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The Earth’s atmosphere circulates to create storms in the Plains

Storms have been merging and merging in the United States recently. This will result in flooding and head towards a prolonged drought across portions of the High Plains.

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The Heartland of the United States has experienced a variety of weather events in recent weeks, from the persistent drought in parts of the High Plains to the heavy rain and significant flooding that happened in the St. Louis area last month. However, AccuWeather meteorologists predict that this coming week will see the development of thunderstorm clusters that will bring swaths of heavy rain and localized floods to the area.

As the storm system left the Rocky Mountains and started to travel through the Plains, it brought heavy thunderstorms to eastern Colorado, eastern Wyoming, and Nebraska to conclude the weekend. The system will draw moisture from the Gulf of Mexico as it moves further east, giving rise to thunderstorms that will be soaking in rain.

The storm zone is situated between the Northwest’s sweltering temperatures and the East Coast’s first taste of fall.

“The Northeast will experience chilly air, while the southern Plains will experience hotter, more humid weather due to a stationary front. This week, rounds of intense rains will center on this conflict zone “According to Senior Meteorologist at AccuWeather Mike LeSeney,

Beginning on Monday, regions of South Dakota, Iowa, Missouri, and western Illinois may experience heavy rain and the greatest risk of flooding due to the storm system’s and front’s sluggish advance. In this region, a phenomenon known as “training” can cause many rounds of intense thunderstorms to pass over the same areas at once, quickly turning manageable rainfall totals into a threat of floods. Extreme thunderstorms have been known to dump a month’s worth of rain in a few of hours.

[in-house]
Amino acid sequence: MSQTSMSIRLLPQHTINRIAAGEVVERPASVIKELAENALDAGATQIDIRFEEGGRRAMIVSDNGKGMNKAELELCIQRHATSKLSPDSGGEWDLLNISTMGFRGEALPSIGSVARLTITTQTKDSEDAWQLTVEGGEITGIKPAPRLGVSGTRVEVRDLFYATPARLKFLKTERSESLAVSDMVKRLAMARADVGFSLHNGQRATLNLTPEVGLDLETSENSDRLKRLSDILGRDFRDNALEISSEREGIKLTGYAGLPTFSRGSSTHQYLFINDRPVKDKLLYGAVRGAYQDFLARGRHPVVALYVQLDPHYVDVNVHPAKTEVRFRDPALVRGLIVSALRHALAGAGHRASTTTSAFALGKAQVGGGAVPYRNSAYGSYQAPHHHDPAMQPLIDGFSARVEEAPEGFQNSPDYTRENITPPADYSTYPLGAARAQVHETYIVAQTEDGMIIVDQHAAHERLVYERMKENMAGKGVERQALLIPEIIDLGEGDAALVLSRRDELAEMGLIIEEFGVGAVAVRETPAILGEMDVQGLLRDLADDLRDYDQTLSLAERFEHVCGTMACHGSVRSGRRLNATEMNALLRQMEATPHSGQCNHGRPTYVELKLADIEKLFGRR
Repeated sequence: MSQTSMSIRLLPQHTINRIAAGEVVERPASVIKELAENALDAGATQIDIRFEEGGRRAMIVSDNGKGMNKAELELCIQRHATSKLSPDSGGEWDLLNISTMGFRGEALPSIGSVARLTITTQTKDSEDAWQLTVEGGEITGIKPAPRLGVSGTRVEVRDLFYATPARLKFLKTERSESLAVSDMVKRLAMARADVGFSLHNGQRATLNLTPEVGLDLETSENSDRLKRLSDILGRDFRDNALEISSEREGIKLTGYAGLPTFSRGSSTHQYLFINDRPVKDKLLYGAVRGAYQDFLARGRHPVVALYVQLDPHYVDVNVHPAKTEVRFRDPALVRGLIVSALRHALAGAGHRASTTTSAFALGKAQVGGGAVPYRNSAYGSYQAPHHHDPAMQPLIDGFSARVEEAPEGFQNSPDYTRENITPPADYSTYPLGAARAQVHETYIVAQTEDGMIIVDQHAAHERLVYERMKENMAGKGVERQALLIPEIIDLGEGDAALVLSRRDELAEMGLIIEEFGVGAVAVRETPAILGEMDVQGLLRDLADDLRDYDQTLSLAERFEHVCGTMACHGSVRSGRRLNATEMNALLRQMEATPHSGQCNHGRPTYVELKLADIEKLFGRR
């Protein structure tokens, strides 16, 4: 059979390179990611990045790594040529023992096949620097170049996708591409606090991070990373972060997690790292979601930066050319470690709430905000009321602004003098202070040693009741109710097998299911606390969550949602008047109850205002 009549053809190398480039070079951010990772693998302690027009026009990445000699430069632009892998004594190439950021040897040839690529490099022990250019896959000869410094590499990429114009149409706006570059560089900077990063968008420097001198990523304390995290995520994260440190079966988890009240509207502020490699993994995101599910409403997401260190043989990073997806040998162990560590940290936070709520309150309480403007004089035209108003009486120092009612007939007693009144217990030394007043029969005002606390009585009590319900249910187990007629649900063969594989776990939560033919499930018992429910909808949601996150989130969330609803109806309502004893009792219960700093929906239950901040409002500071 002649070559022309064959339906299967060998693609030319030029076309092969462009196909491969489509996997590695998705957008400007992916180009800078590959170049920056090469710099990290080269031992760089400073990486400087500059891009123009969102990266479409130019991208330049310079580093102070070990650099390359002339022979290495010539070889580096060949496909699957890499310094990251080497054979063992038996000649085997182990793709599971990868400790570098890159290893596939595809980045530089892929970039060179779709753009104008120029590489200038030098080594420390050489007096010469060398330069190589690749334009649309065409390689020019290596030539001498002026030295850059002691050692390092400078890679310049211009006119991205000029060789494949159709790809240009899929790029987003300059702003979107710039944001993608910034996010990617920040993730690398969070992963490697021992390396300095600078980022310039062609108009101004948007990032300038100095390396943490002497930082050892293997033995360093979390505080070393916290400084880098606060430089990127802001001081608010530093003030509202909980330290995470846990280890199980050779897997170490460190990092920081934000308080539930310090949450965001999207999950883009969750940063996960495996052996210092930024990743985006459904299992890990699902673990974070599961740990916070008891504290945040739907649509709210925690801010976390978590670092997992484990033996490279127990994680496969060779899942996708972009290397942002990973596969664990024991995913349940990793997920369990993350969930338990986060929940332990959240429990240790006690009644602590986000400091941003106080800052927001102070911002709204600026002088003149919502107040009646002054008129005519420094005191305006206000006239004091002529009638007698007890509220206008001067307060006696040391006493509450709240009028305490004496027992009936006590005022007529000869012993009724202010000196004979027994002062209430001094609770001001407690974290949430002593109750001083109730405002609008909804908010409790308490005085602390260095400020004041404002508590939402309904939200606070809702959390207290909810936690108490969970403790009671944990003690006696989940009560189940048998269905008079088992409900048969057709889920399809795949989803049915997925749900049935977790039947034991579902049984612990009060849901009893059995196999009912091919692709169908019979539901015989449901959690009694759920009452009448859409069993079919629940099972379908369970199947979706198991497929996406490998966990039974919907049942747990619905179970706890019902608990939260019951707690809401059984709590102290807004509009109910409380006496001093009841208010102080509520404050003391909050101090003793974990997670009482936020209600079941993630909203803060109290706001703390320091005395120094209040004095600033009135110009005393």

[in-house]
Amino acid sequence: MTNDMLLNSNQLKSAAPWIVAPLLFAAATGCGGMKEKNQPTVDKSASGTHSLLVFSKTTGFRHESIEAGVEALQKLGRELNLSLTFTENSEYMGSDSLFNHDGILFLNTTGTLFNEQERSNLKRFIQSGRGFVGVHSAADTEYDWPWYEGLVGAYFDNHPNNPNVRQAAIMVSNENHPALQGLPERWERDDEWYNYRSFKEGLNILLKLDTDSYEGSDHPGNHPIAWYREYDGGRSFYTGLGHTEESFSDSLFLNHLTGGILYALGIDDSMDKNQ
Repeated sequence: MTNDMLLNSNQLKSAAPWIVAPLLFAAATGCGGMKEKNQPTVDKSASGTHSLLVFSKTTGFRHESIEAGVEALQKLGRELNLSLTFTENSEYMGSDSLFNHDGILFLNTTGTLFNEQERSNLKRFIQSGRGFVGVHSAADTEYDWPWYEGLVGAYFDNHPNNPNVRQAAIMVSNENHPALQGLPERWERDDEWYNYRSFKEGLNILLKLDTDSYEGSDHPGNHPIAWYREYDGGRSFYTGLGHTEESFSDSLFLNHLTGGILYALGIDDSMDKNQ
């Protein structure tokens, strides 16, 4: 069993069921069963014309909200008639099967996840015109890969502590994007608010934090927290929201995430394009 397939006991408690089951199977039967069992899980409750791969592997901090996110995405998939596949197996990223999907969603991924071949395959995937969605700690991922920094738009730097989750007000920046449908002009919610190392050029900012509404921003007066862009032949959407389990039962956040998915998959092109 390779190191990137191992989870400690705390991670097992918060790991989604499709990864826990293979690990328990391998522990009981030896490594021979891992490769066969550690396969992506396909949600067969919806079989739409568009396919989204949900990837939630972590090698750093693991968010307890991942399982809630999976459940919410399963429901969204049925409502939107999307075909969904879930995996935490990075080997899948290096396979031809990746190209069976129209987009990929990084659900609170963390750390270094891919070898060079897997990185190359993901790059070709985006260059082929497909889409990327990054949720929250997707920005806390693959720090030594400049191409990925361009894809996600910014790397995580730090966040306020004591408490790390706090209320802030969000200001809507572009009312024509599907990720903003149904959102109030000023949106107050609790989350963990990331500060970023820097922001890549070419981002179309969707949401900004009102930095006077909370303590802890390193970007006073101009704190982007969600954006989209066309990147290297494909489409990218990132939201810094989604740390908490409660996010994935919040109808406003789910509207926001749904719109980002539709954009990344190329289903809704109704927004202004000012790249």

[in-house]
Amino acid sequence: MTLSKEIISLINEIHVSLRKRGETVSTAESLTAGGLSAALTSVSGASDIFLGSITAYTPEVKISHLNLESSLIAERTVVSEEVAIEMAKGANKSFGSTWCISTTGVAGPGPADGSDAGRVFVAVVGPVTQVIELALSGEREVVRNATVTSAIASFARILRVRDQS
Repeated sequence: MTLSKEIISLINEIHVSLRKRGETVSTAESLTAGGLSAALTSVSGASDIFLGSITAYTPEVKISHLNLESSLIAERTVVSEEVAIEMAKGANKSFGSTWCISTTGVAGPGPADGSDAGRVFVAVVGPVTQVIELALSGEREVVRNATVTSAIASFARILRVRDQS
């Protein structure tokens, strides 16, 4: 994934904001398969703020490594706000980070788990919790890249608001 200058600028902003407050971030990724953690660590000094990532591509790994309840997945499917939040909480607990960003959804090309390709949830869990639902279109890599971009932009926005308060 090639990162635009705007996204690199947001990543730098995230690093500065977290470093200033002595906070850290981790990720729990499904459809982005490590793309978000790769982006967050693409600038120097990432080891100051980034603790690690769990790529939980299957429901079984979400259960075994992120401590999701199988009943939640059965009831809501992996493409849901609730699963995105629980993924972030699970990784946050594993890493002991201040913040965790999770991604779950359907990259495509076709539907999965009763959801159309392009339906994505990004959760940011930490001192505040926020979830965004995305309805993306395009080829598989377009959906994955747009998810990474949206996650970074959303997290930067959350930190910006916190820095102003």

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A general 2 to 4 inches of rain is anticipated through Wednesday in the areas affected by strong storms, but some locations, like the Ozarks in central and southern Missouri, might see locally higher totals. Given the geography of the area, any runoff will more easily funnel into little streams and valleys, so in the coming days, this is an area to pay particular attention to.

This torrential downpour poses a concern to cities like Sioux Falls, South Dakota; Des Moines, Iowa; and Kansas City. St. Louis will also be an especially vulnerable area. LeSeney warned that given the recent flooding and high rain in the St. Louis region, flooding problems might develop with less rain than usual.

Even though the flood hazard is more isolated, areas like northeastern Nebraska, far eastern Kansas, Arkansas, and eastern Tennessee might see torrential downpours.

Only a few miles can separate gentle rain from a chance of a dangerous flash flood, illustrating the significant variations in conditions that can occur over short distances. Even if a location only experiences light precipitation, runoff from nearby storms can cause rapid increases in river and stream levels.

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We would want to caution anyone driving during this heavy rain not to drive across floodwaters as the depth is much greater than it may seem. The safest course of action is always to avoid driving on flooded roadways because a significant share of flooding-related deaths occur in vehicles.

Many sections of the Plains will benefit from any rain that does fall this week, despite any potential flooding risks. Nearly 40% of Missouri is experiencing some level of drought, according to the U.S. Drought Monitor. In Arkansas, where drought conditions are present in 73% of the state, that number is almost twice as high. Even though floods can swiftly result from too much rain at once, any rain will be good for the local crops.

Unfortunately, it is anticipated that the most of the rain would skip over the Plains’ worst-hitting drought regions, which include Texas, Oklahoma, and western Kansas.

As the week comes to an end, those hoping for drier weather might be in luck. While the Central United States may occasionally see storms and showers, there is less probability that there will be widespread heavy rain by the end of the workweek as the system quickly moves off to the east.

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